BOSTON (CBS) — Jake Callahan, a 38-year-old Dorchester native and U.S. Army veteran, says his life changed when he met Emmy.
“They call PTSD the silent killer. I didn’t really think I had a problem until I sought help,” says Callahan, who served for 14 years before being severely injured in Afghanistan ten years ago.READ MORE: Large Search Underway Near Newburyport Boat Club For Missing Man Kevin Mahoney
A French Bulldog named Emmy now helps him manage his PTSD.
Emmy came from nonprofit from Maryland called the Warrior Canine Connection (WCC) trains and provides therapeutic dogs for service members suffering from PTSD.
“Words cannot describe how much my dog has helped me.”READ MORE: Trial For Man Charged With Killing Yarmouth Police Sgt. Sean Gannon Set To Begin
The WCC program was recently shut down at Walter Reed Medical Center in Maryland.
According to WCC, Walter Reed released a statement saying: “We issued a Stop Work order to the prime contractor so that we could restructure the contract to enhance oversight of patient care.”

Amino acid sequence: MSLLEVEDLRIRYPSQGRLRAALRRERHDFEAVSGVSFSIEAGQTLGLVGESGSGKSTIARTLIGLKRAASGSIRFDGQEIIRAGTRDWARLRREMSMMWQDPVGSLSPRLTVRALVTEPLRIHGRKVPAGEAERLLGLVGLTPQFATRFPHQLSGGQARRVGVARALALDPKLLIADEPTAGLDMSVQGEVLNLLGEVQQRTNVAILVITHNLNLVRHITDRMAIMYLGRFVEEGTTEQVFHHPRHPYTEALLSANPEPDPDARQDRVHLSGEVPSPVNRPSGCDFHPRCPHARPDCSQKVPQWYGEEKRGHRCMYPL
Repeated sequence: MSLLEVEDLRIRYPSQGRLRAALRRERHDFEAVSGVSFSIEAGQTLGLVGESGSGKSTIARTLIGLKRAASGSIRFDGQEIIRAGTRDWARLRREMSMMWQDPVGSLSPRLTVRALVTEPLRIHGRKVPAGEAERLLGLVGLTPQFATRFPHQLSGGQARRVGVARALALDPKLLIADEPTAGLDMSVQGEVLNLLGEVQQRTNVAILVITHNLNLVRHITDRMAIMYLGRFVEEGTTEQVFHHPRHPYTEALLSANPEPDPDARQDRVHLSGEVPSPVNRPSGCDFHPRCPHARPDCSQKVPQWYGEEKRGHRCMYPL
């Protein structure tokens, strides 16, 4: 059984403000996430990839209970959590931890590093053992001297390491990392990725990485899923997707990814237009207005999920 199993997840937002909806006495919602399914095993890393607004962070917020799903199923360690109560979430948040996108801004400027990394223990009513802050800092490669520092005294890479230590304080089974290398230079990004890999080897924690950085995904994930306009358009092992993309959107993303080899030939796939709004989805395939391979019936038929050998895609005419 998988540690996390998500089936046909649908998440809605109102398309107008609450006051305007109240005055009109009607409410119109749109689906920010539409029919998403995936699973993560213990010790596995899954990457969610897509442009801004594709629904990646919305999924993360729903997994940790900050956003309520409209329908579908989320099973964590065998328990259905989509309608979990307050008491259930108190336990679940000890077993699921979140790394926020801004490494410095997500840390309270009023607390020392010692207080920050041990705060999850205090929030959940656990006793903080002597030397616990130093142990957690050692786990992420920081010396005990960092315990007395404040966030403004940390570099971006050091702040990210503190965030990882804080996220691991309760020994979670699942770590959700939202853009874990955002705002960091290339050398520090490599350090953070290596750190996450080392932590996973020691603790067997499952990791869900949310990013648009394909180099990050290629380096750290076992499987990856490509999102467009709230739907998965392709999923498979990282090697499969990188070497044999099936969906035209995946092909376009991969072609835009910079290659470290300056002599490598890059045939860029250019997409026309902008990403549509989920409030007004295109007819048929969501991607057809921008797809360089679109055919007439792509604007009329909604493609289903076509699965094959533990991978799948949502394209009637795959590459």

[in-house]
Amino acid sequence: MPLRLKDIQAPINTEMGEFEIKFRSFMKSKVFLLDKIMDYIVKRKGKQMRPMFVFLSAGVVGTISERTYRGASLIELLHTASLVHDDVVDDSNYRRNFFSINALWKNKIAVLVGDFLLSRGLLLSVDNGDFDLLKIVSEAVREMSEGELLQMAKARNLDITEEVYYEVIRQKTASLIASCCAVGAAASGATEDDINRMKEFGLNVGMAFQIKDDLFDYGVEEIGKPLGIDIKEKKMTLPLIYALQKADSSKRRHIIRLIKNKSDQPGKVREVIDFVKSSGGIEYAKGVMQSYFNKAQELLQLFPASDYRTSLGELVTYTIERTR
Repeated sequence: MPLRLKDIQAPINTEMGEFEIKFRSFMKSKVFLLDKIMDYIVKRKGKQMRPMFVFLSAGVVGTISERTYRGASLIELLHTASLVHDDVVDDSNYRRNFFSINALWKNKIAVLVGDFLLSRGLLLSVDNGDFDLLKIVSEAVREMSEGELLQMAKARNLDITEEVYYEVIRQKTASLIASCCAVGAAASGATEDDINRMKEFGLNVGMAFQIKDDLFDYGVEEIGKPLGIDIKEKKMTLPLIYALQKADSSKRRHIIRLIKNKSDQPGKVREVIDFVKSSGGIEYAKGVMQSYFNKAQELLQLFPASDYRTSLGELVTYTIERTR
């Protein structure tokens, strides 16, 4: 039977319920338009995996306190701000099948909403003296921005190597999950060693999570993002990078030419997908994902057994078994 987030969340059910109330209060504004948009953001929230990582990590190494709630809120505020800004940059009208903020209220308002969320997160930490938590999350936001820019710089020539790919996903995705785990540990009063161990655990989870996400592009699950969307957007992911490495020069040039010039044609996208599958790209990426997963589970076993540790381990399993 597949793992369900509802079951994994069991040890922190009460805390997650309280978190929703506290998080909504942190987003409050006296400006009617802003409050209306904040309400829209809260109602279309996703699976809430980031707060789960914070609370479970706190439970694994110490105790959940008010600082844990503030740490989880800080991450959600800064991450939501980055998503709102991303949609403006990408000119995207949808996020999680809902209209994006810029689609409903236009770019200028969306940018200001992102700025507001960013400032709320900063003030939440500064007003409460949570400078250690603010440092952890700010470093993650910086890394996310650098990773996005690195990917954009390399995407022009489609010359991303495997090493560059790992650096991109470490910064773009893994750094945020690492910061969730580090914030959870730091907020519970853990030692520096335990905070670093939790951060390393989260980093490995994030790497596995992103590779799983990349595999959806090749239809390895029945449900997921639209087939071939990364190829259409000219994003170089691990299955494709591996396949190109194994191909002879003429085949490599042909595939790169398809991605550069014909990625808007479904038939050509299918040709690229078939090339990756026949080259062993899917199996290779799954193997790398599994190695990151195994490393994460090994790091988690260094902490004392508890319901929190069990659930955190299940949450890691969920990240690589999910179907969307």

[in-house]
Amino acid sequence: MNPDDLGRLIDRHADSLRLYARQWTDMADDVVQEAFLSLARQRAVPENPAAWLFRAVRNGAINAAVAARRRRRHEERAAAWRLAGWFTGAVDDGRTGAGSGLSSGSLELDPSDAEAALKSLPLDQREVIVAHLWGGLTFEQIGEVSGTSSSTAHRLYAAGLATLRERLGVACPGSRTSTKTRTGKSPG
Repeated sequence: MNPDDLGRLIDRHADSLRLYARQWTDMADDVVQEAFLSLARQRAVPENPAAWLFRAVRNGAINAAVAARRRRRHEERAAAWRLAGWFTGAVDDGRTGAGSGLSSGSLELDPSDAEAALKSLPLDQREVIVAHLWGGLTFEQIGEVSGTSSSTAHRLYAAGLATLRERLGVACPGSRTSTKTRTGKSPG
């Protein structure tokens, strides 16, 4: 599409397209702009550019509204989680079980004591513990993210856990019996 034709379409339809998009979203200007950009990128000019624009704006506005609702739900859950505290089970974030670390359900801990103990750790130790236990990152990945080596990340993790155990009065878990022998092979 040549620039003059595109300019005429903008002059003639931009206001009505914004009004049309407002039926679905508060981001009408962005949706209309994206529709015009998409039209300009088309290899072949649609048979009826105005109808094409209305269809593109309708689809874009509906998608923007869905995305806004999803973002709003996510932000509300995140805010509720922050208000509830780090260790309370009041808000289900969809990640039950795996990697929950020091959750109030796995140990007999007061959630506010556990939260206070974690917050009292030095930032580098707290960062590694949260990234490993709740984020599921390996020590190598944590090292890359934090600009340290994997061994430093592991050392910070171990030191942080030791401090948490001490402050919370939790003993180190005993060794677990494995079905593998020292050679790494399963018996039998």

Jake says he is worried about how shutting the program down will hurt veterans.
“I think that this is the worst possible thing to ever shut down to be honest with you. Life has improved ten-fold since I’ve had this dog has come into my life,” Callahan explains.MORE NEWS: Coronavirus In Massachusetts: Today's Developments
The nonprofit released a statement of their own, saying, in part: “WCC will continue to provide its unique form of animal assisted therapy and dog placement services to Service Members and Veterans who need our help. Our commitment to this critical mission is unwavering, and our programs at locations not impacted by the stop work order continue to operate as usual. We have received countless inquiries from hundreds of concerned friends, patients, members of the medical community, and lawmakers offering their support and assistance.”